JNCI Journal of the National Cancer Institute 12/1997; 89(21):1631-2. · 14.34 Impact Factor
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    ABSTRACT: Glutathione S-transferase (GST) represents a multifunctional enzyme family consisting of four known cytosolic isoforms (alpha, mu, pi, and Phi) that detoxify a variety of xenobiotic chemicals and may confer resistance to both chemotherapeutic drugs and carcinogens in various experimental models. GST-pi has already been extensively studied in clinical specimens, including breast cancer. We studied the immuno-histochemical distribution and relative immunopositivity of GST-alpha and GST-mu, based on a grading system for immunointensity, in samples of 51 neoplastic and 46 normal breast samples and 12 lymph node metastases from patients treated with intensive chemotherapy and bone marrow transplant. In normal breast tissue, GST-alpha localized predominantly to the cytoplasm of scattered cells lining the luminal aspects of the ducts. Occasional cells showed both cytoplasmic and nuclear GST-alpha immunoreactivity. GST-mu was stained in myoepithelial cells preferentially as well as in occasional ductal cells (including apocrine epithelium), vascular smooth muscle, and plasma cells. GST-alpha and GST-mu were detected in 22 of 51 (43%) and 24 of 48 (50%) invasive cancers, respectively. In paired samples of normal and malignant tissue from the same patient, GST-alpha immunostaining in cancers was significantly less intense compared to that of normal breast tissue in 13 of 41 (32%) cases. No such trend was found for GST-mu in paired samples. Neither GST-alpha nor GST-mu immunopositivity in tumor or nonneoplastic breast was found to correlate with relapse-free or overall survival in this clinical context; however, the apparent decreased expression of GST-alpha in malignant versus normal breast epithelial cells could have important implications in breast carcinogenesis.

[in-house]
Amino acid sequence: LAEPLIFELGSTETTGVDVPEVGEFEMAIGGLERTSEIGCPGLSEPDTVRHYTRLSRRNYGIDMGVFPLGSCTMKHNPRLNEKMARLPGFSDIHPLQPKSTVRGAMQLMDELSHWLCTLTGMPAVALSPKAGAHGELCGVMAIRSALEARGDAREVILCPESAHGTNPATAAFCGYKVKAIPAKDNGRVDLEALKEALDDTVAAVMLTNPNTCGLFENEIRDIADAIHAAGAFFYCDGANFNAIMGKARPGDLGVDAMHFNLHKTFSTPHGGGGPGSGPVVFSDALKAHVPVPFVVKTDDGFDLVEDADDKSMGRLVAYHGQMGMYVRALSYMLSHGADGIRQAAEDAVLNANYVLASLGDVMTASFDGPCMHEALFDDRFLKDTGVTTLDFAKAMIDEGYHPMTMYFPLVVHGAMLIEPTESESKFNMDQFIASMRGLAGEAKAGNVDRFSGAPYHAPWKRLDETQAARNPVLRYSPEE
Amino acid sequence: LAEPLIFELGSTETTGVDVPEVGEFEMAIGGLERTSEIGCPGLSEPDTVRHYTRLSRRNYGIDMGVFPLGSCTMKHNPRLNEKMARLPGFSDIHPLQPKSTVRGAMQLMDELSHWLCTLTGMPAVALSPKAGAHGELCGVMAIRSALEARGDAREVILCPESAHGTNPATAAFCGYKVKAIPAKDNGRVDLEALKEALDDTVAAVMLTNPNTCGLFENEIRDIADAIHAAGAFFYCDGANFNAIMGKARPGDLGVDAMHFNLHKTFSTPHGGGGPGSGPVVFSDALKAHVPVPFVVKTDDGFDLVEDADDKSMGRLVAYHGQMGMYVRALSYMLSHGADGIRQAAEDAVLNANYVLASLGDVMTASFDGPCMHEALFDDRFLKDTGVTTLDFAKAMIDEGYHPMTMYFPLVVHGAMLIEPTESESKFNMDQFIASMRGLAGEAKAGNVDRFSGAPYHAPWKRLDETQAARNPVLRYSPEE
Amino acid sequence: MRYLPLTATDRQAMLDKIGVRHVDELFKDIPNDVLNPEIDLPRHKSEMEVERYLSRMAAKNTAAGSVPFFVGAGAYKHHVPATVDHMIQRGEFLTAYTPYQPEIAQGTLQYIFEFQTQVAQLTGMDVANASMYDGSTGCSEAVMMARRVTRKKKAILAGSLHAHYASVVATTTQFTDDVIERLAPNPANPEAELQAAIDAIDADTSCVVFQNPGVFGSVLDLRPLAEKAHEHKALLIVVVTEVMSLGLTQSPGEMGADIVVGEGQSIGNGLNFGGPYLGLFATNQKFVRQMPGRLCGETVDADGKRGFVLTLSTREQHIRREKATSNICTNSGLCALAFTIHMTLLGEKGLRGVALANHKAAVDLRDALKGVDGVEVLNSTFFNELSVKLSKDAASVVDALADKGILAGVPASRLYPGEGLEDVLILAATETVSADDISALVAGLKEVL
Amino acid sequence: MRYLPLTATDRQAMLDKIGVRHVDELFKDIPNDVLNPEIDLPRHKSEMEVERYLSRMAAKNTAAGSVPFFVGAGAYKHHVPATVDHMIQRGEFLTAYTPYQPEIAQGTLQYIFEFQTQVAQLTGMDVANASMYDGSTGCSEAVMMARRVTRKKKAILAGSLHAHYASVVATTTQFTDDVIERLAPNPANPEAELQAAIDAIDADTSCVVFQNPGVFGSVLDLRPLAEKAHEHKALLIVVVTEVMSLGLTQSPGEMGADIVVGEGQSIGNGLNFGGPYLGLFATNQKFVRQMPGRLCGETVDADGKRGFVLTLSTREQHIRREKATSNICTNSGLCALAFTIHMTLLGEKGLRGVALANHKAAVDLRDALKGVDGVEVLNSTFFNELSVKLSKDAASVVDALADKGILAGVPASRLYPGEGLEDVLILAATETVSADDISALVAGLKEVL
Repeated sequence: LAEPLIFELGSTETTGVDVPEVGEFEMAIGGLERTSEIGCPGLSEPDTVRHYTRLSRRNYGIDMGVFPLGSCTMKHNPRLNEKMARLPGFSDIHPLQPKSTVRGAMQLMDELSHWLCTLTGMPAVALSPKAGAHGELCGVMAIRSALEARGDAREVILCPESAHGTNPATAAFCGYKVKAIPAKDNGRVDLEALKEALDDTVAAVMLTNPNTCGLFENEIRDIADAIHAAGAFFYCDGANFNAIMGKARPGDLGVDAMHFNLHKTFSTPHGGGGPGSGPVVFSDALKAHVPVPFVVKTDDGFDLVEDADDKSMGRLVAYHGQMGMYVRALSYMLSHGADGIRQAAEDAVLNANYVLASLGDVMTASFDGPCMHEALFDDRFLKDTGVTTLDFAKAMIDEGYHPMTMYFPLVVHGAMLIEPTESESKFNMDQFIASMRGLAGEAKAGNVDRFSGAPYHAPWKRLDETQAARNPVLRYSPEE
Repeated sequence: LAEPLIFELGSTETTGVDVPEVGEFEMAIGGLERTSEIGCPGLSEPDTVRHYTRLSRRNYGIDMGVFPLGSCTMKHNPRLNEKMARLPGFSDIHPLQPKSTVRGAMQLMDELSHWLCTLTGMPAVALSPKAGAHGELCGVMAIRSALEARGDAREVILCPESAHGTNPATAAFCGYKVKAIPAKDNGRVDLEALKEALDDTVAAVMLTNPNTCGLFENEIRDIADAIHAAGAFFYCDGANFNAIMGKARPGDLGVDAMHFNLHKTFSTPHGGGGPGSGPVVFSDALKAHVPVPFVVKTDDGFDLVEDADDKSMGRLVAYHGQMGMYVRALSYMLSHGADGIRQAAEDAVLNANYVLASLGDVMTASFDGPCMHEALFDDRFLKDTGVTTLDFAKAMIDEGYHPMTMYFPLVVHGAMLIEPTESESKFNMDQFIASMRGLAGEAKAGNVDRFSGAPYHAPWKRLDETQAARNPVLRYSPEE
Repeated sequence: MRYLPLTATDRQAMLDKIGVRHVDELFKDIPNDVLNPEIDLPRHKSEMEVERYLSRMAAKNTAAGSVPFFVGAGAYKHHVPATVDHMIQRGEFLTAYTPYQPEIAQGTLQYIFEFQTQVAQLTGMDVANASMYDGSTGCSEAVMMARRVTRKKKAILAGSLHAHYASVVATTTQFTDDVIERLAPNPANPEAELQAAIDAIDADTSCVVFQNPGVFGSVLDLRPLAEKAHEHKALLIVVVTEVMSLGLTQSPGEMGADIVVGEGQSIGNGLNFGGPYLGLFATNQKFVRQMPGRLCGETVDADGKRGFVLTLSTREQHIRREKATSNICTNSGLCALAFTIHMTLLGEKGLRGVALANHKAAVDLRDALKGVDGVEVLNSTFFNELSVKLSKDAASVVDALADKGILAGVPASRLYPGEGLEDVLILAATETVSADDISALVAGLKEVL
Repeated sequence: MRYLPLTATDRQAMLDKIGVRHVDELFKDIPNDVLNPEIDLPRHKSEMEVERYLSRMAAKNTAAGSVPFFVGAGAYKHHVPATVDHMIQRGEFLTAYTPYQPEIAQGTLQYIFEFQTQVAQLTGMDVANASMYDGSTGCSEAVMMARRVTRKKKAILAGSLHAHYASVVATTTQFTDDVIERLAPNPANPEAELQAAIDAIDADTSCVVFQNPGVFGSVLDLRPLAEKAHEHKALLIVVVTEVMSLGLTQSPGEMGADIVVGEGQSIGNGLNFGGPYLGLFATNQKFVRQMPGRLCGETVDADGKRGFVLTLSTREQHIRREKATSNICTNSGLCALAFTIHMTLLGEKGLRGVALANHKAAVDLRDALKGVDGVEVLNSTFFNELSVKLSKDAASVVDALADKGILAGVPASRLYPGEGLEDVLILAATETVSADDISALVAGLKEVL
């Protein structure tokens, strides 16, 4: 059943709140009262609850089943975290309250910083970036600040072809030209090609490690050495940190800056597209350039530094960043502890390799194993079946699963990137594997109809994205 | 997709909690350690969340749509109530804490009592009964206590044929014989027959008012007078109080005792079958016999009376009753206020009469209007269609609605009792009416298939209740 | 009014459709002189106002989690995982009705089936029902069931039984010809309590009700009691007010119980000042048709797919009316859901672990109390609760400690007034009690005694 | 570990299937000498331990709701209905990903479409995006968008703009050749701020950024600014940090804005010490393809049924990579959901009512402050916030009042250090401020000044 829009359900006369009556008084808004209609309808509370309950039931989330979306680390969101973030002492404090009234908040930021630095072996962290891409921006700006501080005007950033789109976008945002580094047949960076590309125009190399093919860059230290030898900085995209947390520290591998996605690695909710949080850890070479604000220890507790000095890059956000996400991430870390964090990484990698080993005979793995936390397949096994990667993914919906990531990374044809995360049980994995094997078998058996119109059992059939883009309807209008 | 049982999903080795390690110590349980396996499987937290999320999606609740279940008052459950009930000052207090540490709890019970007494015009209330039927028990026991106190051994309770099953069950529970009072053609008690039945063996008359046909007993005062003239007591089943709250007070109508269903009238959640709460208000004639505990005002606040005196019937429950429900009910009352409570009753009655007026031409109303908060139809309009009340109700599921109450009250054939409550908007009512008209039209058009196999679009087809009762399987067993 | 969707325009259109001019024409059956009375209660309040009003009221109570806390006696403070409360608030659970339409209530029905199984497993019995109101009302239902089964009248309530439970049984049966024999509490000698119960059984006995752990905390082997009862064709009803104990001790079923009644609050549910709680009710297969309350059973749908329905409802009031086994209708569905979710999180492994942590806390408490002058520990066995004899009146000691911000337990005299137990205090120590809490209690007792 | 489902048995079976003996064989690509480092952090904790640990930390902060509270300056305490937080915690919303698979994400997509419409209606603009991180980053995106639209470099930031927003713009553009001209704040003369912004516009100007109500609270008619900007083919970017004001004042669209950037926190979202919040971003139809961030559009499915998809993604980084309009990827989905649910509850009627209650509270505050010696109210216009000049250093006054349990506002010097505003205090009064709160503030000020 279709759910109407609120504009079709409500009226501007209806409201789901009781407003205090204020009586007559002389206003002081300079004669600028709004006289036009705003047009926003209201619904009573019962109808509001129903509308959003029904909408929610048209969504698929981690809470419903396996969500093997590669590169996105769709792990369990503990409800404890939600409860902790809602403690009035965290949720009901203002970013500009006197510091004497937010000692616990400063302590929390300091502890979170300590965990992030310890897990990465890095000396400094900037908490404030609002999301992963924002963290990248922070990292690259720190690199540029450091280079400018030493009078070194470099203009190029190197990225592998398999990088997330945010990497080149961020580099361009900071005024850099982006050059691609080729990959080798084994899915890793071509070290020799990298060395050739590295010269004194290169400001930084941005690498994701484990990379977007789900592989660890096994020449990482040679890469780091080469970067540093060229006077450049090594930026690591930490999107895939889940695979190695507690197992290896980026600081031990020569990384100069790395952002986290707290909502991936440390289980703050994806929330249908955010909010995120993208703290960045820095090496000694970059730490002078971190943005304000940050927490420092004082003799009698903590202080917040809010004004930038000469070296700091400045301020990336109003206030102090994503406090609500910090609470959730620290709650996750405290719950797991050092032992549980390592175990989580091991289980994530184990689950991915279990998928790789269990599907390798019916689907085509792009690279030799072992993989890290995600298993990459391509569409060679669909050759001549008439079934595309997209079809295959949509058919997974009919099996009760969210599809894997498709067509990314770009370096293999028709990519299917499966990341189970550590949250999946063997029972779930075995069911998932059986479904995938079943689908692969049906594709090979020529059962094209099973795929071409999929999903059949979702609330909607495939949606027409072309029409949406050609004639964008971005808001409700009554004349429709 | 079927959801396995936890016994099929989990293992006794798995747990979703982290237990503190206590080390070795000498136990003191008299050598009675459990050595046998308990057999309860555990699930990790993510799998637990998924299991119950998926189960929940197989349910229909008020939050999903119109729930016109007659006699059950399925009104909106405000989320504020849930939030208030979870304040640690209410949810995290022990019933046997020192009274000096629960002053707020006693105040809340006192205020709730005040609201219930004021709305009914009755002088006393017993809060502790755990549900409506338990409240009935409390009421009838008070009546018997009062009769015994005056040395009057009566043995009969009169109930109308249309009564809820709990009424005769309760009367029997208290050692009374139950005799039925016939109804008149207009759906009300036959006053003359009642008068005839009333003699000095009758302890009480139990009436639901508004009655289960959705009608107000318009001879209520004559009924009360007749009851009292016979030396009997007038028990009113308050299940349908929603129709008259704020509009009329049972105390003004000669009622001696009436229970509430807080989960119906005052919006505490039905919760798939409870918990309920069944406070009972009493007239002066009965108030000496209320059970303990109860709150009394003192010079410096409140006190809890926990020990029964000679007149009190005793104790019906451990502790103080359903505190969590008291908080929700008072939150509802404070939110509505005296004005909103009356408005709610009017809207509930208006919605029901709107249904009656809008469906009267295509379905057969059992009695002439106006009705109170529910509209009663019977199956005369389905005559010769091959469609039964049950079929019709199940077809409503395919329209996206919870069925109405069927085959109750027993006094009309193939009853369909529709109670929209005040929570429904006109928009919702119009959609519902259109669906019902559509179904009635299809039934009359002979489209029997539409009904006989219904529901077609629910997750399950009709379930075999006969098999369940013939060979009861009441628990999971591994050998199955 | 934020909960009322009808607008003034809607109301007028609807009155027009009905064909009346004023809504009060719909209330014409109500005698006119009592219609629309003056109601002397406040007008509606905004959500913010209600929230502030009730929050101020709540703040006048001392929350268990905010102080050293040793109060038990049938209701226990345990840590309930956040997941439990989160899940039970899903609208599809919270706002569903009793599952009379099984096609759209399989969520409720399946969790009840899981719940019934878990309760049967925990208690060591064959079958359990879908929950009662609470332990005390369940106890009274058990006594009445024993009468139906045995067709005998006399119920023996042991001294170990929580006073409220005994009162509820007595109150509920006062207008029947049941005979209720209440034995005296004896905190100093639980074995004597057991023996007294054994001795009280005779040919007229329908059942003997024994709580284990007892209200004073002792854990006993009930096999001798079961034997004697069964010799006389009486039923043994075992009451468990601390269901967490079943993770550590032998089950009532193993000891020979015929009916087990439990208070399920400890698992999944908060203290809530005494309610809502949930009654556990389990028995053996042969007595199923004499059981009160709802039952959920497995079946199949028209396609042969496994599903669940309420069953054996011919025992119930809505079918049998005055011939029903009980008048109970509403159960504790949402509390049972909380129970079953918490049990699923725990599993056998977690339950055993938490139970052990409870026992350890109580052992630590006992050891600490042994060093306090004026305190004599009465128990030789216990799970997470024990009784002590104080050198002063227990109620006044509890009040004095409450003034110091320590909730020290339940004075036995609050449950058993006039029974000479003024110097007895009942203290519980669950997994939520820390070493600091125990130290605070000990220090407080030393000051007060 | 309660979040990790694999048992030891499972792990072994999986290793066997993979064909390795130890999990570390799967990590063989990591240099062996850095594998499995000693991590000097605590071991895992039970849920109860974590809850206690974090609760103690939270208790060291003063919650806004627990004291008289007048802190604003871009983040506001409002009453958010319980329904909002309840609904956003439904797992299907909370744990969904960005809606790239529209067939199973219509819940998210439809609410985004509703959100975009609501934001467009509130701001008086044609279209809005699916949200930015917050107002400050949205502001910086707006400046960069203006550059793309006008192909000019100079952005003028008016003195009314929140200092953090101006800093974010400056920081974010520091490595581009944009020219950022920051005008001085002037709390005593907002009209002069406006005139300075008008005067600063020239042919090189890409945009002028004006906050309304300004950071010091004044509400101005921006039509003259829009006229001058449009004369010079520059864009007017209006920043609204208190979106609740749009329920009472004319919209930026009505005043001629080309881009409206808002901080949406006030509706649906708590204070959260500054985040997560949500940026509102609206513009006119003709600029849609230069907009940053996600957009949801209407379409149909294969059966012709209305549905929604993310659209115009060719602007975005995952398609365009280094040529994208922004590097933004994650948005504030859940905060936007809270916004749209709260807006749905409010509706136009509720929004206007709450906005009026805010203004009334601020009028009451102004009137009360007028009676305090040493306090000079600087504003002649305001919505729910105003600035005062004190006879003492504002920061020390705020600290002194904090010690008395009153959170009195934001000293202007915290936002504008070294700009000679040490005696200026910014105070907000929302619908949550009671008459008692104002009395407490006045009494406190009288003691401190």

Clinical Cancer Research 06/1997; 3(5):661-7. · 7.84 Impact Factor